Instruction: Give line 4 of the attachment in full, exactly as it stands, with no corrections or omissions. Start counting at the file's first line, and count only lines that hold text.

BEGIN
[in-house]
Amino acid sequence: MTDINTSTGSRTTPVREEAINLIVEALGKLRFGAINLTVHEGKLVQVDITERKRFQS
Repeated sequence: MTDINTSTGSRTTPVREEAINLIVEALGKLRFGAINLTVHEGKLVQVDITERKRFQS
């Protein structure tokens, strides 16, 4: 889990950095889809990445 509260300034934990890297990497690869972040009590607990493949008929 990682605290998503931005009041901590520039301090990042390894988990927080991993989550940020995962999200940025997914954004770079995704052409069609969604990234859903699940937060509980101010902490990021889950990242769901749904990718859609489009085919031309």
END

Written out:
């Protein structure tokens, strides 16, 4: 889990950095889809990445 509260300034934990890297990497690869972040009590607990493949008929 990682605290998503931005009041901590520039301090990042390894988990927080991993989550940020995962999200940025997914954004770079995704052409069609969604990234859903699940937060509980101010902490990021889950990242769901749904990718859609489009085919031309």